But, it is further said, to prove the exclusive control of the general government over those navigable waters, that they are regarded and treated as the high seas, since this admiralty and mari. time jurisdiction includes "all seizures under lawa of impost, navigation or trade of the United States, where the seizures are made on waters which are navigable from the sea by vessels, of ten or more tons burthen, within their respective districts, as well as upon the high seas." The seizures alluded to, are for breaches of commercial laws, coming under the constitutional powers of Congress, and the authority of the United States over the place, on that-account, is equal, whether the of

a 4 Inst. 137, 138, 139, 140. 12 Co. 129. Moor, 122. 891, 892.

b. De Lorio v. Boit, 2 Gallis. Rep. 308.

1824. fence be committed on land or water; and the

very next sentence gives to the same District Gibbons

Court “exclusive original cognisance of all seiOgden.

zures on land, or other waters, than as aforesaid made.” In fact, analogous provisions for regulating foreign commerce by land, are made by the act of the 2d of March, 1821, “further to regulate the entry of merchandise imported into the United States from any adjacent territory.” It directs every conductor of any carriage or sleigh, and every other person coming from any adjacent foreign territory into the United States, with morchandise subject to duty, immediately on arrival within the United States, to deliver a manifest, &c. at the office of the nearest Collector, or Deputy Collector, to be verified on oath; for noncompliance, the carriage or sleigh shall be forfeited. The duties to be paid or secured by bonds; and all penalties and forfeitures to be sued for and recovered in the manner prescribed by the general collection law. Clearly, then, Congress has no more power over the navigable waters, than over the land; nor over the ships, than it has over the carriages and sleighs engaged in the same kind of commerce. It might register, enrol and license the latter, if it thought fit, as well as ships. Nor is there any greater control acquired by the general government, in virtue of the existence of the Union, over navigable waters or shipping, than over land and land carriages. The power it possesses as to ships or vessels, is only in so far as they are instruments of foreign commerce, or of that between the different States; but in so far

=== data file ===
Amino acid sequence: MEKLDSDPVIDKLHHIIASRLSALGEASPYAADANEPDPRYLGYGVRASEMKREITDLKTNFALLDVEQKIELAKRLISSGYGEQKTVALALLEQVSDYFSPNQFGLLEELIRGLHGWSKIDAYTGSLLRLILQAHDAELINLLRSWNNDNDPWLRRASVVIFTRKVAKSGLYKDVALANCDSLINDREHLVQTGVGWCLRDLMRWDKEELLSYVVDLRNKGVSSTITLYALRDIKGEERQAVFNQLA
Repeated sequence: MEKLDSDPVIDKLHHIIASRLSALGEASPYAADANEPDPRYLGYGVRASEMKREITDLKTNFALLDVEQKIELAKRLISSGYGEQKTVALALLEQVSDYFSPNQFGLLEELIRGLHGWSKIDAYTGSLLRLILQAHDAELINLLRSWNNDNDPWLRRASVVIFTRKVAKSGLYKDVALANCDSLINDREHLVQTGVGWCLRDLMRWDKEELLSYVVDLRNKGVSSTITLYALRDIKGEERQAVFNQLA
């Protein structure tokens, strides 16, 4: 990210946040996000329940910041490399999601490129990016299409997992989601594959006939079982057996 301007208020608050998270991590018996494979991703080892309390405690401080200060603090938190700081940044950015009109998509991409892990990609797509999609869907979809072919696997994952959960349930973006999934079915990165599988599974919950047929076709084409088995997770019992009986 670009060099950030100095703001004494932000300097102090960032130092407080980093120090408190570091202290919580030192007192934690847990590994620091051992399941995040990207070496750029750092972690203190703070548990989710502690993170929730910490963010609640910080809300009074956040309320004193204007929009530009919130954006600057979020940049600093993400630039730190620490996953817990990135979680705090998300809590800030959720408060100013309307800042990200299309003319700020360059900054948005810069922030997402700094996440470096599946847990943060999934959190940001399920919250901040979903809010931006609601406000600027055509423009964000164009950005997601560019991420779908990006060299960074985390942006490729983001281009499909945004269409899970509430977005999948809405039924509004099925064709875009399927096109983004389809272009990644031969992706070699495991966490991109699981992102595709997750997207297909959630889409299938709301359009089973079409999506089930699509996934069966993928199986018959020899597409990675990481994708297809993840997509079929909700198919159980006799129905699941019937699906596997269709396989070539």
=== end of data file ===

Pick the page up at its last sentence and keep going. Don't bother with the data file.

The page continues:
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as the employment of a ship or vessel in naviga- 1824. ting the waters of any State or States, has no con

Gibbons nexion with the commerce which Congress has

Ogdent power to regulate; neither that employment, nor its regulation or prohibition, falls within the purview of the federal constitution. It could

not,

I think, be seriously contended, that Congress can regulate the carrying of passengers from any part of the Union, who are travelling to Balston, Saratoga, or any other place, for health or pleasure; and even if the object of their passing were to trade, that would not legalize the interference of Congress as to the mode of their conveyance from place to place. That naturally falls within the sphere of State legislation ; and we must keep in memory the rule of construction laid down by Judge Tucker, and already cited, “that the powers delegated to the federal government are, in all cases, to receive the most strict construction that the instrụment will bear, where the rights of a State or of the people, either collectively or individually, may be drawn in question.” Those who contend, that navigating by steam boats between different States, falls within the powers of Congress, must admit that it would have the power to prohibit the carrying of goods, wares or merchandise in a steam boat from any foreign place, or different State, to another. Now, would Congress have the power to prohibit the carrying of passengers in steam boats from Norfolk or Elizabethtown Point to New York ? Certainly such a power could not be contended for; and why not?